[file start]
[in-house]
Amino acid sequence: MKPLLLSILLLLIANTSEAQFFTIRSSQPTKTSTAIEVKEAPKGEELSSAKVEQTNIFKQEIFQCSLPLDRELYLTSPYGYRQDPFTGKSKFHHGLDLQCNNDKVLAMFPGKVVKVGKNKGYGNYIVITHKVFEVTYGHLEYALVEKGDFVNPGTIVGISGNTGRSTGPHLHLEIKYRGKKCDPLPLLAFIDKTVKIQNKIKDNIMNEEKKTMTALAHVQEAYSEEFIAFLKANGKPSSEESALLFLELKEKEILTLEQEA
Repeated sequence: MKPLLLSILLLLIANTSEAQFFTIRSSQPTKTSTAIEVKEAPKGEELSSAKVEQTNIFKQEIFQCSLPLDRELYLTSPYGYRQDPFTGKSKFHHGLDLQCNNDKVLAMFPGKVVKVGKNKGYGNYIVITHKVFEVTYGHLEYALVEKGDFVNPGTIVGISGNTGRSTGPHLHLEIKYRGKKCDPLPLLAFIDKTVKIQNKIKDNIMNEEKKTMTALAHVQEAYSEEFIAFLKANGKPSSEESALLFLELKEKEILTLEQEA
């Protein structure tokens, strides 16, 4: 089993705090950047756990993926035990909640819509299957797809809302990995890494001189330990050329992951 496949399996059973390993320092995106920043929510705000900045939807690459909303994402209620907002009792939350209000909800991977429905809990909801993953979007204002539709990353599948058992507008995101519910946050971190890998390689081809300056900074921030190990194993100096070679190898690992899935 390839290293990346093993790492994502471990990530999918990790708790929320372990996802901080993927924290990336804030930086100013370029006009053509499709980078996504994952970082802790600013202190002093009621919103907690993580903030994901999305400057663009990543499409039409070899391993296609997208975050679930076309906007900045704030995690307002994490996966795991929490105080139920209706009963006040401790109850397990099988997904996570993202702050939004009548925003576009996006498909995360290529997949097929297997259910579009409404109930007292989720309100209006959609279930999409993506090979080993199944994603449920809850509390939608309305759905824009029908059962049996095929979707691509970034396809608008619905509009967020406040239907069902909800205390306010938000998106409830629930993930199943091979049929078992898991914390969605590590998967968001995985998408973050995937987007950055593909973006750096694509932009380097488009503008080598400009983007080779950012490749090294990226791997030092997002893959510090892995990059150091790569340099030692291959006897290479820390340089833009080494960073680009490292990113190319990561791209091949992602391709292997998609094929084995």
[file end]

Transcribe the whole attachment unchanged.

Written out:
[in-house]
Amino acid sequence: MKPLLLSILLLLIANTSEAQFFTIRSSQPTKTSTAIEVKEAPKGEELSSAKVEQTNIFKQEIFQCSLPLDRELYLTSPYGYRQDPFTGKSKFHHGLDLQCNNDKVLAMFPGKVVKVGKNKGYGNYIVITHKVFEVTYGHLEYALVEKGDFVNPGTIVGISGNTGRSTGPHLHLEIKYRGKKCDPLPLLAFIDKTVKIQNKIKDNIMNEEKKTMTALAHVQEAYSEEFIAFLKANGKPSSEESALLFLELKEKEILTLEQEA
Repeated sequence: MKPLLLSILLLLIANTSEAQFFTIRSSQPTKTSTAIEVKEAPKGEELSSAKVEQTNIFKQEIFQCSLPLDRELYLTSPYGYRQDPFTGKSKFHHGLDLQCNNDKVLAMFPGKVVKVGKNKGYGNYIVITHKVFEVTYGHLEYALVEKGDFVNPGTIVGISGNTGRSTGPHLHLEIKYRGKKCDPLPLLAFIDKTVKIQNKIKDNIMNEEKKTMTALAHVQEAYSEEFIAFLKANGKPSSEESALLFLELKEKEILTLEQEA
């Protein structure tokens, strides 16, 4: 089993705090950047756990993926035990909640819509299957797809809302990995890494001189330990050329992951 496949399996059973390993320092995106920043929510705000900045939807690459909303994402209620907002009792939350209000909800991977429905809990909801993953979007204002539709990353599948058992507008995101519910946050971190890998390689081809300056900074921030190990194993100096070679190898690992899935 390839290293990346093993790492994502471990990530999918990790708790929320372990996802901080993927924290990336804030930086100013370029006009053509499709980078996504994952970082802790600013202190002093009621919103907690993580903030994901999305400057663009990543499409039409070899391993296609997208975050679930076309906007900045704030995690307002994490996966795991929490105080139920209706009963006040401790109850397990099988997904996570993202702050939004009548925003576009996006498909995360290529997949097929297997259910579009409404109930007292989720309100209006959609279930999409993506090979080993199944994603449920809850509390939608309305759905824009029908059962049996095929979707691509970034396809608008619905509009967020406040239907069902909800205390306010938000998106409830629930993930199943091979049929078992898991914390969605590590998967968001995985998408973050995937987007950055593909973006750096694509932009380097488009503008080598400009983007080779950012490749090294990226791997030092997002893959510090892995990059150091790569340099030692291959006897290479820390340089833009080494960073680009490292990113190319990561791209091949992602391709292997998609094929084995």